(Reuters) - Moroccan-born comedian Gad Elmaleh and Belgian singer Stromae are virtually unknown to the British public. But in London they play to sell-out crowds at top venues - one sign of how rising immigration is changing Britain’s population and economy.
For Clementine Bunel, a French concert promoter who moved to London to tap into its young and fast-growing international market, it’s also a demonstration of how the borders between Britain and the rest of the world are blurring.
“For some artists, London is like playing the big cities in France,” she said.
The surge in workers attracted to Britain’s growing economy brings advantages beyond just box office receipts: It gives financial breathing space lacking in other European countries which are all confronting the cost of aging populations.
Unlike Germany, where the population looks set to start shrinking in the next few years, the number of people living in Britain is likely to rise over the coming decades, helped also by immigrants’ higher birth rates once they arrive.
In 2080, Britain’s population looks set to pass 85 million against about 64 million in 2013, the EU’s statistics office Eurostat estimates.
That population growth will help Britain overtake Germany as Europe’s biggest economy as soon as 2030, according to the Centre for Economics and Business Research, a forecasting firm.
It also means that the ratio of people aged 65 or over to those aged 15-64 will rise more slowly than in Germany, France, Spain, Italy and Poland in the coming decades, helping it cope with the cost of caring for the elderly.
And yet, what’s good for the economy’s long-term prospects is proving a hard sell to voters, worn down by years of austerity budgets and worried about the strain that the surge in immigration has put on public services and housing.
The response of politicians, facing national elections in May, is raising questions about the future pace of migration.
For a graphic on Europe’s demographic crisis click here:
Prime Minister David Cameron said last week he would restrict welfare payments and tax breaks for newly arrived workers from the 28-nation EU.
The opposition Labour party is promising similar welfare curbs, more border controls and laws to prevent recruitment firms from offering jobs only to workers from abroad.
But the UK Independence Party is likely to take votes from both parties with its message that Britain cannot cope with low-wage migrants and the only solution is to leave the European Union, with its rules on the free movement of workers.
“I am very worried about the tone of the debate that we have seen, and its trend,” said Erik Nielsen, global chief economist with UniCredit in London.
Cameron’s idea to cap immigration is a stark contrast to the way Germany’s Angela Merkel explained the economic benefits of migration to voters, he said.
If net migration in Britain fell to Cameron’s target of below 100,000 a year - far lower than the 260,000 recorded in the year to June - and stayed at that level, the economy would be 11 percent smaller by 2060 than if inflows held at around 200,000, according to the National Institute of Economic and Social Research, a leading think tank.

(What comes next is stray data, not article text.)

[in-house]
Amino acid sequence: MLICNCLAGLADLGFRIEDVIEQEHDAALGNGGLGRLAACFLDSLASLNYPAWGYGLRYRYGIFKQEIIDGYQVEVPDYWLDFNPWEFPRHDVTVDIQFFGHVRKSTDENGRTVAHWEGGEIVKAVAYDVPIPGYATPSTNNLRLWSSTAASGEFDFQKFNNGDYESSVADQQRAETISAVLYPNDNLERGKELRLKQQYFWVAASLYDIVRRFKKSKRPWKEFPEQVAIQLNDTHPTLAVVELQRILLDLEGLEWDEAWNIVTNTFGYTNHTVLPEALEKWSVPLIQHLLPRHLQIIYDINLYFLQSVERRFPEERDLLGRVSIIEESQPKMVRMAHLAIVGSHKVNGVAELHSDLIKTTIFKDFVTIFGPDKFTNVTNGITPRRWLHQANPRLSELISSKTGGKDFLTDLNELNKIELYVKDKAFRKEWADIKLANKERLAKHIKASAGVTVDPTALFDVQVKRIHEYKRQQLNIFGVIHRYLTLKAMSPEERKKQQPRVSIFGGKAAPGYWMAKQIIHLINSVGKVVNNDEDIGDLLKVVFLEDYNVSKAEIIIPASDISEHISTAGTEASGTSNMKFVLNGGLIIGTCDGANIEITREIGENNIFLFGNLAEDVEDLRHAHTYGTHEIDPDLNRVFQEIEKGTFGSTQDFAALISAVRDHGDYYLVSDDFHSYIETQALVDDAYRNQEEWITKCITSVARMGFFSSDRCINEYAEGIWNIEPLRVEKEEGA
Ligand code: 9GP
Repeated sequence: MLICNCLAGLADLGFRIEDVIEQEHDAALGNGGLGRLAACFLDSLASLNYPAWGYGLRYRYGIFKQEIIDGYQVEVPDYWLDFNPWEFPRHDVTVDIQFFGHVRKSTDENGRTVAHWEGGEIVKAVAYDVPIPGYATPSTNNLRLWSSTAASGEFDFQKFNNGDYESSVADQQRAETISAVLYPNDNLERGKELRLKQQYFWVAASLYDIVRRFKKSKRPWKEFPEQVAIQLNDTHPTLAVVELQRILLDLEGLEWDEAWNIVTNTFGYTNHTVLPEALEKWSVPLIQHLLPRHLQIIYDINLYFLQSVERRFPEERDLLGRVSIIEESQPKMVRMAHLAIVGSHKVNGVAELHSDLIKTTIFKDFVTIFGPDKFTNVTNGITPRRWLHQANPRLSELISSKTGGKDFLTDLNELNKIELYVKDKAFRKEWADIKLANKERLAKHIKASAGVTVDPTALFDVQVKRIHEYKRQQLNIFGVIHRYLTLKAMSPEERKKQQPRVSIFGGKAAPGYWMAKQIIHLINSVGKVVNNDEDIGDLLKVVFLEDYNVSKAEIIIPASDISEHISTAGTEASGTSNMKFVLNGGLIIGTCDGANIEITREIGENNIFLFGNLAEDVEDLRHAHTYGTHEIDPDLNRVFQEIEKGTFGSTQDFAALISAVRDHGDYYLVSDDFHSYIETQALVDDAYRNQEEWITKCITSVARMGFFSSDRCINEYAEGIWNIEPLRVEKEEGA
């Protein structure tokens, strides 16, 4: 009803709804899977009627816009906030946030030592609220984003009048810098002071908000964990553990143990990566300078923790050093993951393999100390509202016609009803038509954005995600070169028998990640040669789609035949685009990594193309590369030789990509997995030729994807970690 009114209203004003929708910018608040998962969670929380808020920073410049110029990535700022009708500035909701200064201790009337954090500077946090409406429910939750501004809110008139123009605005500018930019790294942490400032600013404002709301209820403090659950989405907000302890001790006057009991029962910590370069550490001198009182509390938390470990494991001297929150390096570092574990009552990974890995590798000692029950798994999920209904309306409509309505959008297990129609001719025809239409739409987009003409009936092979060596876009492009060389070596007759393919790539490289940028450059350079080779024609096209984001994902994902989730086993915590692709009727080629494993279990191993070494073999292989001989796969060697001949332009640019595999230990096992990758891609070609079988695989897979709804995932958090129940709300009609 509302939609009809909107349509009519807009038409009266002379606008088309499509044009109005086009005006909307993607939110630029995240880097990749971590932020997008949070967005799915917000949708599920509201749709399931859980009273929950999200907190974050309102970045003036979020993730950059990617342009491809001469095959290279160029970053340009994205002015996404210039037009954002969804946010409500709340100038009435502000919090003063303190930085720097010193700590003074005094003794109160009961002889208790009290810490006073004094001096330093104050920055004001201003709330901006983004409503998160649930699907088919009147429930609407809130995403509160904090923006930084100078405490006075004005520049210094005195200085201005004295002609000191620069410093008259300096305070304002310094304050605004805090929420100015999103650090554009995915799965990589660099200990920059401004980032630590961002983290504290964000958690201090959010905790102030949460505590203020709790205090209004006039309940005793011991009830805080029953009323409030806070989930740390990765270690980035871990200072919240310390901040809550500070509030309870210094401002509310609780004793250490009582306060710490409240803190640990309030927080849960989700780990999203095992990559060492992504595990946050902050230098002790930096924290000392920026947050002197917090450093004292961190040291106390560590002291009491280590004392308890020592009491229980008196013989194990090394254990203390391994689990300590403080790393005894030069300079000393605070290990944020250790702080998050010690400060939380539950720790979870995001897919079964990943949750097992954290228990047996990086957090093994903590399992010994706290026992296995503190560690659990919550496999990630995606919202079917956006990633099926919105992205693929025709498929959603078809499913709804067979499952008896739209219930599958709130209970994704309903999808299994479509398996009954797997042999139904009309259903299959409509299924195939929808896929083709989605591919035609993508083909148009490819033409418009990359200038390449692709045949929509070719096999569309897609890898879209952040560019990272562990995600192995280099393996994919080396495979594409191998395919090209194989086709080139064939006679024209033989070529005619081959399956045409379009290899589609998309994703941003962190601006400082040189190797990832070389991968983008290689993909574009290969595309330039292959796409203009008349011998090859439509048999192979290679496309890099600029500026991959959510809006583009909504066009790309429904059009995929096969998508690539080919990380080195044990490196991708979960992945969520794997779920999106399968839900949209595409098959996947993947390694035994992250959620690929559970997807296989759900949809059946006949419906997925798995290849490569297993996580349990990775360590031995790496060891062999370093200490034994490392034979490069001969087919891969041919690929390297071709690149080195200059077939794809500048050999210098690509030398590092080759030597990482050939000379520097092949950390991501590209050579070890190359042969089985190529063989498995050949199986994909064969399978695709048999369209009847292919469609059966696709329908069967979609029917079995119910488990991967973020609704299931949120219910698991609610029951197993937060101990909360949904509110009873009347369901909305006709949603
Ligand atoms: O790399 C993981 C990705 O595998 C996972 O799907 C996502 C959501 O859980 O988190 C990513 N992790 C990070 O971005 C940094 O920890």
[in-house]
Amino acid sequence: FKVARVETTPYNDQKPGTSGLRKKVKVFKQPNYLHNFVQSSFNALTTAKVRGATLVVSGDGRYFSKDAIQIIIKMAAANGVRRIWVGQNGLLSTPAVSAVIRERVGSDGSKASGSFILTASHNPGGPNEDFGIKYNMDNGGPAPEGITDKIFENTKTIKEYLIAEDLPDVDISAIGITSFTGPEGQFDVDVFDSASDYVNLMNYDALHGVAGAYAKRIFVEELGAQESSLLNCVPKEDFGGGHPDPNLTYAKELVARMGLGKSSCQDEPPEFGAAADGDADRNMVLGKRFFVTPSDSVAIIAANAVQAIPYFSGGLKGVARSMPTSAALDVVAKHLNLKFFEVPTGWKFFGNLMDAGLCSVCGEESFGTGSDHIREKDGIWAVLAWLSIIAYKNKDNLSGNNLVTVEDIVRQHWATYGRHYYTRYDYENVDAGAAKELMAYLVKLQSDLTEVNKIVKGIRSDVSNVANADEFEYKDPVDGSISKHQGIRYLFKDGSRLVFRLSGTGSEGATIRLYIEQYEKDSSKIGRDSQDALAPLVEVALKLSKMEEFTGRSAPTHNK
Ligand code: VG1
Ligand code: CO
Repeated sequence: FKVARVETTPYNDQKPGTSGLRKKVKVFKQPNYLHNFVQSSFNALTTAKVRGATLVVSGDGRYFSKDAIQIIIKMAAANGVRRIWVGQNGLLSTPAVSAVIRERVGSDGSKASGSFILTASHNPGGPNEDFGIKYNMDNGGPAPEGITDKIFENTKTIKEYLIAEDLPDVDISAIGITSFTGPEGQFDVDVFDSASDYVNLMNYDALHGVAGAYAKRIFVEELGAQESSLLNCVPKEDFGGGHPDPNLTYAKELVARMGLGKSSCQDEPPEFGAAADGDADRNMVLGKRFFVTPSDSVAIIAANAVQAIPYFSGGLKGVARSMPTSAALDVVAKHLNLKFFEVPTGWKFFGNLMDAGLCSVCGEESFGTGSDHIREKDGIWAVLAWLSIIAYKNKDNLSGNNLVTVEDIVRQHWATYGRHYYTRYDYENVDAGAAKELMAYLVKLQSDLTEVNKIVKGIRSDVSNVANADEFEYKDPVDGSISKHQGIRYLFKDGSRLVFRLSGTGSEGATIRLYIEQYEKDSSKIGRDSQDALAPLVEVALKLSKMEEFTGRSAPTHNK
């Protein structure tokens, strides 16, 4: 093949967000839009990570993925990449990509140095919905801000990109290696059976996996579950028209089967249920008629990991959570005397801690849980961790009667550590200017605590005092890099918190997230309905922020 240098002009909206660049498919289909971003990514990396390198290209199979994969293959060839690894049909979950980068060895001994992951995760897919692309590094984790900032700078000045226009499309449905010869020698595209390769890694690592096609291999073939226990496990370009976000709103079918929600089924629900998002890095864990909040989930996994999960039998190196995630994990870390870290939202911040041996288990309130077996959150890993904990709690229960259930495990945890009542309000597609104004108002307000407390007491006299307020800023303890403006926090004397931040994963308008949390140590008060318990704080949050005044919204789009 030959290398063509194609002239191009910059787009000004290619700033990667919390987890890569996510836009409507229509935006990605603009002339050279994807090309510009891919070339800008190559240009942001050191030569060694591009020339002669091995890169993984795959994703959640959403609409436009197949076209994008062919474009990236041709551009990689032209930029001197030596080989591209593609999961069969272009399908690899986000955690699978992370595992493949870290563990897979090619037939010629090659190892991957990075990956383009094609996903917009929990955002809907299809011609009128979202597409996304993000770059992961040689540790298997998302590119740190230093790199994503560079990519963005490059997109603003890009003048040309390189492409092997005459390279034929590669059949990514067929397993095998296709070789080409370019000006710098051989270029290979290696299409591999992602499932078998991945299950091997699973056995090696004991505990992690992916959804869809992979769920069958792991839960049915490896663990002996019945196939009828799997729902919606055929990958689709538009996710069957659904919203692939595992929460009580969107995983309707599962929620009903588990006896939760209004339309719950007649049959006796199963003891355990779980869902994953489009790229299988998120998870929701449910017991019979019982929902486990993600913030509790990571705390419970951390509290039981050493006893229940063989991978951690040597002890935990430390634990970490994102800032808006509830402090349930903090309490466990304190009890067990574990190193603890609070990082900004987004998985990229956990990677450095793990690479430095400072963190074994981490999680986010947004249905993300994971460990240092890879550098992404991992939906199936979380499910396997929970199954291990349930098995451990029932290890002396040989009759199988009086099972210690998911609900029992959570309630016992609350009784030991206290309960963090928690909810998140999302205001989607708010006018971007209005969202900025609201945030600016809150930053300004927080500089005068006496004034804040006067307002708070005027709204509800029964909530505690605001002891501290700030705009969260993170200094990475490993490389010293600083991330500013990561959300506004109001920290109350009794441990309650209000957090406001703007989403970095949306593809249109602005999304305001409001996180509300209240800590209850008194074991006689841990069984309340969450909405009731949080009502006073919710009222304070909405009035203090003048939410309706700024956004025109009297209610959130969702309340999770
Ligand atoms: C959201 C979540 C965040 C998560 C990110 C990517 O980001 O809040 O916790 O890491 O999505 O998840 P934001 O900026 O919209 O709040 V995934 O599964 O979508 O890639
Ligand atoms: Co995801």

Slower immigration may also make it harder for Britain to keep its budget under control. It would not have much impact on finance minister George Osborne’s aim of eliminating Britain’s budget deficit before 2020. But longer-term, having fewer migrants in the country will hurt.
The Office for Budget Responsibility has begun to calculate the impact of net migration falling to an annual 90,000, a figure in line with the government’s target.
Its projections show the primary budget deficit - which excludes debt costs - would be 0.2 percentage points of GDP higher a year and net debt would be 6 percent of GDP bigger by 2063-64 than under its baseline scenario of net migration falling to 105,000, the OBR estimates.
“These numbers may seem marginal but they aren’t,” said Marko Mrsnik, a director of sovereign ratings at Standard & Poor’s. “They certainly would make deficit reduction somewhat slower.”
Of course, immigration is only one element of the campaign to meet the long-term costs of an aging population.
“It’s a very frequent question in Europe - to what extent can we open the borders to let this population rejuvenate Europe,” Mrsnik said. “So far the conclusion is that the number of migrants would not be sufficient. The population aging shift is simply overwhelming.”
So Britain, along with other big EU economies, is looking at ways to keep older people in work. It is also steadily raising the age at which people can claim a state pension - possibly to as high as 70 over the next 50 years, according to Britain’s budget forecasters.
In the meantime however, with demands on public coffers set to grow, some worry that Britain’s political leaders are sending the wrong signal to would-be migrants.
“They do risk shooting themselves in the foot,” said Nielsen, UniCredit’s chief economist. “All the studies show that the effect (of immigration) on growth and on the fiscal side has been significantly positive. I don’t see why this will change.”
Additional reporting by Liisa Tuhkanen in London; Editing by Sophie Walker